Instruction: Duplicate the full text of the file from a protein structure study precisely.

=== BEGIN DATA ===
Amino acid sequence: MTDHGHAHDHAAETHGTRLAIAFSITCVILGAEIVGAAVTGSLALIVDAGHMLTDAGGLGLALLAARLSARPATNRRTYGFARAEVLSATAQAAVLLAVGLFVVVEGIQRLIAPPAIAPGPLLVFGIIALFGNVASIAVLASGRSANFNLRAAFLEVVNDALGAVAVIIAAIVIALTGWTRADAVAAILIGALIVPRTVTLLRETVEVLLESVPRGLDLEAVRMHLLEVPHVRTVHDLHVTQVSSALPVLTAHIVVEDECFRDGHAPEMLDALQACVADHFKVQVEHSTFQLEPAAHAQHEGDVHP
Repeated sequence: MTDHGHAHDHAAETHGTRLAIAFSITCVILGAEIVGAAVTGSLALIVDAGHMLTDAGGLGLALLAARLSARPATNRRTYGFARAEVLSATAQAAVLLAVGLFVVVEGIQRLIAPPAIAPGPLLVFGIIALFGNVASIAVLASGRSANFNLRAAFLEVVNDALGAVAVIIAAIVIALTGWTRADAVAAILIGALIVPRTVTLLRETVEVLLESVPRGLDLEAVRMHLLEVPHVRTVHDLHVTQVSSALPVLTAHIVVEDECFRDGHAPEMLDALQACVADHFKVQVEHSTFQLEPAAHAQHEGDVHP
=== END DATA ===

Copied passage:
Amino acid sequence: MTDHGHAHDHAAETHGTRLAIAFSITCVILGAEIVGAAVTGSLALIVDAGHMLTDAGGLGLALLAARLSARPATNRRTYGFARAEVLSATAQAAVLLAVGLFVVVEGIQRLIAPPAIAPGPLLVFGIIALFGNVASIAVLASGRSANFNLRAAFLEVVNDALGAVAVIIAAIVIALTGWTRADAVAAILIGALIVPRTVTLLRETVEVLLESVPRGLDLEAVRMHLLEVPHVRTVHDLHVTQVSSALPVLTAHIVVEDECFRDGHAPEMLDALQACVADHFKVQVEHSTFQLEPAAHAQHEGDVHP
Repeated sequence: MTDHGHAHDHAAETHGTRLAIAFSITCVILGAEIVGAAVTGSLALIVDAGHMLTDAGGLGLALLAARLSARPATNRRTYGFARAEVLSATAQAAVLLAVGLFVVVEGIQRLIAPPAIAPGPLLVFGIIALFGNVASIAVLASGRSANFNLRAAFLEVVNDALGAVAVIIAAIVIALTGWTRADAVAAILIGALIVPRTVTLLRETVEVLLESVPRGLDLEAVRMHLLEVPHVRTVHDLHVTQVSSALPVLTAHIVVEDECFRDGHAPEMLDALQACVADHFKVQVEHSTFQLEPAAHAQHEGDVHP